Table of contents
👋 Hello friend
This week I want to talk about how to build a Second Brain. (amazon link to the book) It is made up of four simple steps:
- Capture and keep what resonates
- Organize for Action
- Distill your notes their core essence
- Express to show your Work
🧠 A second brain is a central place to store insightful ideas, concepts, and information, in an ordered and actionable fashion.
It allows you to brain-dump your thoughts.
You don't have to remember unimportant and repeating information anymore. Consequently, you have more capacity to use your first brain and think freely again.
Having built a Second brain, the author promises to have completed 80% of a project before even starting.
Let's dive in! 🏊♀️
🤯 Having built a Second brain, the author promises to have completed 80% of a project before even starting
To create an action system that helps you achieve your goals in a fast fashion: first, make sure you don't make a few of the most common mistakes:
Mistake #1 Not change the system according to your own needs
Many people think they have to do everything the way the book says and are not allowed to change anything to suit their personal needs.
Mistake #2 Have everything perfectly organized
Perfectionism keeps us from getting into action.
Mistake #3: Start writing on a blank sheet of paper
Despite having a system with your personal best thoughts, many people don't use it at the moment; it would be better too.
People tend to make these mistakes because they think the Second Brain is a final product.
As a result, they keep themselves stuck in overwhelm and finally quit by saying that it just does not work.
Before we start I want to show you which software you can use as your second brain.
So, here's how to build a Second Brain:
✍ Step 1: Capture what resonates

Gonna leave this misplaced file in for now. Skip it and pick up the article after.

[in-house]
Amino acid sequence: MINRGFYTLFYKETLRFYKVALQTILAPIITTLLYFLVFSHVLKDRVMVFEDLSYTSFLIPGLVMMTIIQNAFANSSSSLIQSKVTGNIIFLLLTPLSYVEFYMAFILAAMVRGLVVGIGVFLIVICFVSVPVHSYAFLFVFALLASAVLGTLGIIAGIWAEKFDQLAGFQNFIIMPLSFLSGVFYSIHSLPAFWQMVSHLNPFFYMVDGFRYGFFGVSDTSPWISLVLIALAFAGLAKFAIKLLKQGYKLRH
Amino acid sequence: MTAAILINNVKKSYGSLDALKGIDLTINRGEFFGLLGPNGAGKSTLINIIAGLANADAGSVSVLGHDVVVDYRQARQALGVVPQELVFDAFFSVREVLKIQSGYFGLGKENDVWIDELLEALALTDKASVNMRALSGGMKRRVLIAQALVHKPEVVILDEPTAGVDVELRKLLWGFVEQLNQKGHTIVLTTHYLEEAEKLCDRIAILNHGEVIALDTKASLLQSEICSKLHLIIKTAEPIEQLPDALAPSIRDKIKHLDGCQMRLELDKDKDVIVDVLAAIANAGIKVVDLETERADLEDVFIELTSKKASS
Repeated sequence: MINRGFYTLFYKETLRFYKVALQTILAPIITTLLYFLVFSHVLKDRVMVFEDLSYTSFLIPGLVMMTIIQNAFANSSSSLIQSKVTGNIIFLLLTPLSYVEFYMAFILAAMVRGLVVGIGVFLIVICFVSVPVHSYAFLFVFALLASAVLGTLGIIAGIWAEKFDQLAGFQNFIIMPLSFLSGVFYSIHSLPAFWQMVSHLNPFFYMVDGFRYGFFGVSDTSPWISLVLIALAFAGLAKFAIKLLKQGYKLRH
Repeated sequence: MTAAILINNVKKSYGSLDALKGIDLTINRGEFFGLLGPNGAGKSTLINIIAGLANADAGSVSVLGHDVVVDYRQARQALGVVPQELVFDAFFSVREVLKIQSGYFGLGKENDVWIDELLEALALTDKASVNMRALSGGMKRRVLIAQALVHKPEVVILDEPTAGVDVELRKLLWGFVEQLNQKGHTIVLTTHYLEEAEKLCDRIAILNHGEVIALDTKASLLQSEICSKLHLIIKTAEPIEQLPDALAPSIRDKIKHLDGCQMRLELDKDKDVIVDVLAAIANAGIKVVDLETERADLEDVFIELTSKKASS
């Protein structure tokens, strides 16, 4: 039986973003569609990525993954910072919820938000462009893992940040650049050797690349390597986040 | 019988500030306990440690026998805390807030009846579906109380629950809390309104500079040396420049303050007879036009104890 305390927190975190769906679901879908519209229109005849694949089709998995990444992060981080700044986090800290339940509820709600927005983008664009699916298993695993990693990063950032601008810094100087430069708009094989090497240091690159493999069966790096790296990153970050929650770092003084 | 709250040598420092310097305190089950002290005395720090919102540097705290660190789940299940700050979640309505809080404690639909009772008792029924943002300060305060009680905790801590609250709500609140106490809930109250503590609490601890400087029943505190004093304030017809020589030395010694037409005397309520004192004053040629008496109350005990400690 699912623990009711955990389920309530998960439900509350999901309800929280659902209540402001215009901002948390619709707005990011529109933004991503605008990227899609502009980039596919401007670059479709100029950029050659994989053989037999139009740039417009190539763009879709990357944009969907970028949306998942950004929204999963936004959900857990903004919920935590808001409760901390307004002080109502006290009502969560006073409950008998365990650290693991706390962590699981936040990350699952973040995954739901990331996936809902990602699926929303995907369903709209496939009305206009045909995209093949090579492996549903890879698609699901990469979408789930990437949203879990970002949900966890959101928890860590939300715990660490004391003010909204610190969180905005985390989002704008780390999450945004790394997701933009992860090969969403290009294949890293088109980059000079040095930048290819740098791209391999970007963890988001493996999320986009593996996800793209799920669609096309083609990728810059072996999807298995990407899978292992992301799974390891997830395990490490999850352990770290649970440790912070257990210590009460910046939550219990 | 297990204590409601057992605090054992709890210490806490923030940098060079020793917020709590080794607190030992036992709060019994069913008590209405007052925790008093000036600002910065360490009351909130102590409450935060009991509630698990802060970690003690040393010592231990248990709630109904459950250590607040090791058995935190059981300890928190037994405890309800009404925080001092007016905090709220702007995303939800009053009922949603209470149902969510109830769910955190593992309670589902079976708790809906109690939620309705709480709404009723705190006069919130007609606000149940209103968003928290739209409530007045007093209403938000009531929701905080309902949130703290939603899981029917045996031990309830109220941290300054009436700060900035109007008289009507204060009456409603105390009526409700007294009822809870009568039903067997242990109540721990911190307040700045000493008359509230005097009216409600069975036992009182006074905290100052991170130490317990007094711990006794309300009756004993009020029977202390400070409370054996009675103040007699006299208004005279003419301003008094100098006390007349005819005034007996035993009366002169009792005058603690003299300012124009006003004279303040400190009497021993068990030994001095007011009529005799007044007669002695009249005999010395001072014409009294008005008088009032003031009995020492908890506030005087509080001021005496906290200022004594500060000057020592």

The first step to building a Second Brain is to capture knowledge, ideas, insights, and other things that might be valuable to you in the future.
Creating a habit of immediately capturing information. This is so important because, in only one hour, an average person has forgotten 50% of the information; within 24h, 70%, and within a week, 90% (!!).
The most common mistake that keeps people from being successful here is to make capturing connected with a lot of effort.
Instead, it would help if you made it a habit of capturing as easily as possible.
To capture information on the go, I installed the Evernote widget on my phone. If a valuable thought crosses my mind, I unlock my phone, push the widget and start writing.
For capturing highlights, you have 40-50% value for your second brain if you install Readwise.
I read an article yesterday and thought I would definitely forget this valuable information. To save it I used Reader and just had to highlight it. It connects to Evernote, so I don't even have to write a note.
Store highlights on Reader
#1 Save only what resonates
#2 Have a frictionless process of capturing
#3 Have one central system (like Evernote)
🧮Step 2: Organize for action
The next step to building a Second Brain is to organize what you have captured.
This is done with a universal organizing system (which can be used everywhere: file system, cloud storage, task manager) called PARA system.
Many organizational systems organize notes from where they come from. With PARA you organize your notes based on what to do with them.
PARA consists of five folders